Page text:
The FT has reported this morning that:
Plans to recruit dozens of new judges have been drawn up to cope with a wave of litigation expected in response to a £7bn crackdown on tax avoidance that starts next month.
The tax tribunal is gearing up for a surge of legal challenges, after tens of thousands of financiers, celebrities and other users of avoidance schemes are issued with demands to pay tax avoided over the past decade.
The immediate need for new judges comes from the fact that the legislation to be included in the Finance Act 2014 will let HM Revenue & Customs issue demands for disputed tax payments before a tax case is resolved if similar cases have already been concluded in favour of the government. This is expected to bring forward a whole raft of potential tax litigation where people finally have to get off their backsides and present their case for their abuse, or pay up.
As is apparent from social media, this new legislation is deeply unpopular with those who have partaken in this type of tax abuse. They believe that to be asked to pay tax before liability is proven is unjust, whilst ignoring that in practice this is what happens every day in the PAYE scheme that applies to the earnings of most people in this country.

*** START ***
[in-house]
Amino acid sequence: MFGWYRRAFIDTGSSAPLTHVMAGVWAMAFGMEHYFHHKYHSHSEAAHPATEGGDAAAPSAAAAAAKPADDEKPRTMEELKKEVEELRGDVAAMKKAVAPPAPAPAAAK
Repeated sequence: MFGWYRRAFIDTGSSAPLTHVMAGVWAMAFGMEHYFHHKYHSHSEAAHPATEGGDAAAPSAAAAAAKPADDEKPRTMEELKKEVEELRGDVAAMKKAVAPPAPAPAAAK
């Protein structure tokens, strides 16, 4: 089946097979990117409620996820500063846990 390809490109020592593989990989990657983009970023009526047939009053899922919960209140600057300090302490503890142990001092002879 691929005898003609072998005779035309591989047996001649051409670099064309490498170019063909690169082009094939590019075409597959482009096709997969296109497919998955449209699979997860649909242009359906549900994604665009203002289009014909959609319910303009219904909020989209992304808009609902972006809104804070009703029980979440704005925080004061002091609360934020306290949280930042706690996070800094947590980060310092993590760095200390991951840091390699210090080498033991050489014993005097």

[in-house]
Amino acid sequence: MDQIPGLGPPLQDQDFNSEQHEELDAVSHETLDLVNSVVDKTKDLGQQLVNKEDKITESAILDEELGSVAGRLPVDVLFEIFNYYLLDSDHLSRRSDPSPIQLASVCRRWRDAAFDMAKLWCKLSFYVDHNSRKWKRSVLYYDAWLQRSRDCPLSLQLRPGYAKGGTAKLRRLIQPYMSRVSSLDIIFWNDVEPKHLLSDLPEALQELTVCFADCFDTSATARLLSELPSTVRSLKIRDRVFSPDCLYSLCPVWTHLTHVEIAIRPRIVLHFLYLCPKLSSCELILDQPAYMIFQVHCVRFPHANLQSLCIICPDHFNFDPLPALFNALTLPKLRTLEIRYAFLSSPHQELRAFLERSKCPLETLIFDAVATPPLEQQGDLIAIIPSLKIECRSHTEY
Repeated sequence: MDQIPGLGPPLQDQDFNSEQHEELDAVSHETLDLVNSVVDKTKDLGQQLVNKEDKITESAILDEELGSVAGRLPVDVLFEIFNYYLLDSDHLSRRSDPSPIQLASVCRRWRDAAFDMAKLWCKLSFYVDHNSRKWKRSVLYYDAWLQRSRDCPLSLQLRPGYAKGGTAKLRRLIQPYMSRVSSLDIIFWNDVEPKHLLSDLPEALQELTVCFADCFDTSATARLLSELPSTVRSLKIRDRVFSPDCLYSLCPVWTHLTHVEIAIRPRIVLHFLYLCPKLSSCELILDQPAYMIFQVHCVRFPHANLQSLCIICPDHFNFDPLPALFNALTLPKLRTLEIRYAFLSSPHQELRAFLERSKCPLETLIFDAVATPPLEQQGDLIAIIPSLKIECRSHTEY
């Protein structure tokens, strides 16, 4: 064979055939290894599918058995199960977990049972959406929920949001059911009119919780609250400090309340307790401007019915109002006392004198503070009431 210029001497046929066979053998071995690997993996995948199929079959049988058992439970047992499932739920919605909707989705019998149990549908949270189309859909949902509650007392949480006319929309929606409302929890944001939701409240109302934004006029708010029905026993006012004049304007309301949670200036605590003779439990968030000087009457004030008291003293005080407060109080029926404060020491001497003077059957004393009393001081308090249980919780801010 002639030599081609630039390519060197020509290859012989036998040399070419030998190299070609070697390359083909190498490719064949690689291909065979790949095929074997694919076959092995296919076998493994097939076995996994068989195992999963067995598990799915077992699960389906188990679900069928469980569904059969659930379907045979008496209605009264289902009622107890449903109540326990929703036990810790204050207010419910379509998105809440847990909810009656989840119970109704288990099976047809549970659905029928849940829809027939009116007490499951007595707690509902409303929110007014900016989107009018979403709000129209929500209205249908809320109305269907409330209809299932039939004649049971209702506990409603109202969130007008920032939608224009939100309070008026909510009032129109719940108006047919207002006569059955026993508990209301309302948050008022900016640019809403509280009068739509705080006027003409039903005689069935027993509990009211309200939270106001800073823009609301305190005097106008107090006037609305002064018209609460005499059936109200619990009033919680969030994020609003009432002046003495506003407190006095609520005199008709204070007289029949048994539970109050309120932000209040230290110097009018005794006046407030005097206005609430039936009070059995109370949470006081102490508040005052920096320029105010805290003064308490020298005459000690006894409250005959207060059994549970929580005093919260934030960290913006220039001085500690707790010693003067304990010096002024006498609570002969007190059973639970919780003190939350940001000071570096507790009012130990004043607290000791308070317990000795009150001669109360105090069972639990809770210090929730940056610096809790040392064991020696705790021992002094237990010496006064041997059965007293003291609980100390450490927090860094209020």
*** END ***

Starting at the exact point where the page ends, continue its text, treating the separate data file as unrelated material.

I have very little sympathy with these people. Up to £7 billion is thought to be at stake here. It is money that the government needs and that tax abusers are most likely to owe. If we need some new tax judges to get the money in that's a good investment. It's just a shame that the government does not realise that broader investment of the same type in the whole of HMRC would be an equally sound investment because the potential yield, as I have shown, is enormous, and vastly bigger than they estimate.